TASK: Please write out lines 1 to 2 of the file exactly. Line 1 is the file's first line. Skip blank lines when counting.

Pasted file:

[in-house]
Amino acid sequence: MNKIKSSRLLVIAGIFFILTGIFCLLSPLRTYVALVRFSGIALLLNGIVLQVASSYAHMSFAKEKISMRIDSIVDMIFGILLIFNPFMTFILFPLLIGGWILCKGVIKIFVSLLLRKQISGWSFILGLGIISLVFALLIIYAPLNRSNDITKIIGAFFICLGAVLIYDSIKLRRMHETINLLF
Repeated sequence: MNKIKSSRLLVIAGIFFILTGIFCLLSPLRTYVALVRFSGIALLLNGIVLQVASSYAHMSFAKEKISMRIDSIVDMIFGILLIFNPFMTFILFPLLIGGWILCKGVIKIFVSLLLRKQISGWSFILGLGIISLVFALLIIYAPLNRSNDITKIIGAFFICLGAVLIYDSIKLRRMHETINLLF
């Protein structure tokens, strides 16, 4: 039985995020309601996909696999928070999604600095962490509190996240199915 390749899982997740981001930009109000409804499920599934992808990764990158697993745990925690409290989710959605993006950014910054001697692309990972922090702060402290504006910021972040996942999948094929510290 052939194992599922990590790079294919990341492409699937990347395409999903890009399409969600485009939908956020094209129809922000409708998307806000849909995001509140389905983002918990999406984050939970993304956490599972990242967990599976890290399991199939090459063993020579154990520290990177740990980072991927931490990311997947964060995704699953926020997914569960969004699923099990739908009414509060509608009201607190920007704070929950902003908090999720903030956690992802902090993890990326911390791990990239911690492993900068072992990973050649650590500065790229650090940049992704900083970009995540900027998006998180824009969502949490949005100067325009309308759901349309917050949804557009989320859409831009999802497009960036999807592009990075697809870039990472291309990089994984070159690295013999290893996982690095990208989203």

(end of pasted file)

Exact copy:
[in-house]
Amino acid sequence: MNKIKSSRLLVIAGIFFILTGIFCLLSPLRTYVALVRFSGIALLLNGIVLQVASSYAHMSFAKEKISMRIDSIVDMIFGILLIFNPFMTFILFPLLIGGWILCKGVIKIFVSLLLRKQISGWSFILGLGIISLVFALLIIYAPLNRSNDITKIIGAFFICLGAVLIYDSIKLRRMHETINLLF